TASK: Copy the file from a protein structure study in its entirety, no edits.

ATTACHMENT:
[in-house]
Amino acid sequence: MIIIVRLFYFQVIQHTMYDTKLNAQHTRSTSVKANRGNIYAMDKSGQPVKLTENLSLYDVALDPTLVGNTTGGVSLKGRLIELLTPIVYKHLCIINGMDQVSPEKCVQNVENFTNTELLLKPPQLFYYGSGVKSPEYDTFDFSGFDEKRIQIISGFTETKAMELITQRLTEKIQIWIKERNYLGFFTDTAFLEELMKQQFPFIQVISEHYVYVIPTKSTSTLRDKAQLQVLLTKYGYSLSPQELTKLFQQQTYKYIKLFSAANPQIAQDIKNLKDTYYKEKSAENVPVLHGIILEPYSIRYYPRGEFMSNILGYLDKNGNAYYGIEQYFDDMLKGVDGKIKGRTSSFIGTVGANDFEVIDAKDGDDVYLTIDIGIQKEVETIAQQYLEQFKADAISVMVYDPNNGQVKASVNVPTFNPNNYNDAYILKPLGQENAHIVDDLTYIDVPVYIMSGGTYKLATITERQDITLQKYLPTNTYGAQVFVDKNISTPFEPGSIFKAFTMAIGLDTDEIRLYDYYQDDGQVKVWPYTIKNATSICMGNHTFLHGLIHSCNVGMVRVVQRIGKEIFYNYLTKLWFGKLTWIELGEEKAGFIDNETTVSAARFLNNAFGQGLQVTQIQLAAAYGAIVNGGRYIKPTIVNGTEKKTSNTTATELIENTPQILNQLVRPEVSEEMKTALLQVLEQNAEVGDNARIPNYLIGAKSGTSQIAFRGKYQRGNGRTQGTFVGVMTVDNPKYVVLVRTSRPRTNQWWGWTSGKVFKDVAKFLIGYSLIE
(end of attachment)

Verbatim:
[in-house]
Amino acid sequence: MIIIVRLFYFQVIQHTMYDTKLNAQHTRSTSVKANRGNIYAMDKSGQPVKLTENLSLYDVALDPTLVGNTTGGVSLKGRLIELLTPIVYKHLCIINGMDQVSPEKCVQNVENFTNTELLLKPPQLFYYGSGVKSPEYDTFDFSGFDEKRIQIISGFTETKAMELITQRLTEKIQIWIKERNYLGFFTDTAFLEELMKQQFPFIQVISEHYVYVIPTKSTSTLRDKAQLQVLLTKYGYSLSPQELTKLFQQQTYKYIKLFSAANPQIAQDIKNLKDTYYKEKSAENVPVLHGIILEPYSIRYYPRGEFMSNILGYLDKNGNAYYGIEQYFDDMLKGVDGKIKGRTSSFIGTVGANDFEVIDAKDGDDVYLTIDIGIQKEVETIAQQYLEQFKADAISVMVYDPNNGQVKASVNVPTFNPNNYNDAYILKPLGQENAHIVDDLTYIDVPVYIMSGGTYKLATITERQDITLQKYLPTNTYGAQVFVDKNISTPFEPGSIFKAFTMAIGLDTDEIRLYDYYQDDGQVKVWPYTIKNATSICMGNHTFLHGLIHSCNVGMVRVVQRIGKEIFYNYLTKLWFGKLTWIELGEEKAGFIDNETTVSAARFLNNAFGQGLQVTQIQLAAAYGAIVNGGRYIKPTIVNGTEKKTSNTTATELIENTPQILNQLVRPEVSEEMKTALLQVLEQNAEVGDNARIPNYLIGAKSGTSQIAFRGKYQRGNGRTQGTFVGVMTVDNPKYVVLVRTSRPRTNQWWGWTSGKVFKDVAKFLIGYSLIE